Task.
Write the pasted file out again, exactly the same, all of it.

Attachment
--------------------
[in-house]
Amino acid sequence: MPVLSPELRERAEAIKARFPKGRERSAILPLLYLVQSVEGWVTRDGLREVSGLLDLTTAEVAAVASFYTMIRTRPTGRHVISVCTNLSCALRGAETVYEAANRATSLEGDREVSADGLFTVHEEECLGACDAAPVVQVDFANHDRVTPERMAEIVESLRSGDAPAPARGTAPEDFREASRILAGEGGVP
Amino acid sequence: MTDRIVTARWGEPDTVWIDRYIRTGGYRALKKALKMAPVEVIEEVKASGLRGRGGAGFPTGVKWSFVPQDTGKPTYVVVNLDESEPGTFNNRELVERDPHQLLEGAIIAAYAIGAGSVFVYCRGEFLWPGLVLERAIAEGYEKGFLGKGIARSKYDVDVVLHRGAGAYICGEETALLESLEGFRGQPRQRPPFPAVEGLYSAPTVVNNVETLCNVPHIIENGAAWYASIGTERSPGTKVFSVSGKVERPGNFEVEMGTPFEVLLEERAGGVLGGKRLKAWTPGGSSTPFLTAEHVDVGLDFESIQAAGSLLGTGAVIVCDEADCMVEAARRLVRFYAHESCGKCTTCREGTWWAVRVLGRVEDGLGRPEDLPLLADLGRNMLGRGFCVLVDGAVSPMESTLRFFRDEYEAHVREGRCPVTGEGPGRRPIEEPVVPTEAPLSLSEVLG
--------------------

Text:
[in-house]
Amino acid sequence: MPVLSPELRERAEAIKARFPKGRERSAILPLLYLVQSVEGWVTRDGLREVSGLLDLTTAEVAAVASFYTMIRTRPTGRHVISVCTNLSCALRGAETVYEAANRATSLEGDREVSADGLFTVHEEECLGACDAAPVVQVDFANHDRVTPERMAEIVESLRSGDAPAPARGTAPEDFREASRILAGEGGVP
Amino acid sequence: MTDRIVTARWGEPDTVWIDRYIRTGGYRALKKALKMAPVEVIEEVKASGLRGRGGAGFPTGVKWSFVPQDTGKPTYVVVNLDESEPGTFNNRELVERDPHQLLEGAIIAAYAIGAGSVFVYCRGEFLWPGLVLERAIAEGYEKGFLGKGIARSKYDVDVVLHRGAGAYICGEETALLESLEGFRGQPRQRPPFPAVEGLYSAPTVVNNVETLCNVPHIIENGAAWYASIGTERSPGTKVFSVSGKVERPGNFEVEMGTPFEVLLEERAGGVLGGKRLKAWTPGGSSTPFLTAEHVDVGLDFESIQAAGSLLGTGAVIVCDEADCMVEAARRLVRFYAHESCGKCTTCREGTWWAVRVLGRVEDGLGRPEDLPLLADLGRNMLGRGFCVLVDGAVSPMESTLRFFRDEYEAHVREGRCPVTGEGPGRRPIEEPVVPTEAPLSLSEVLG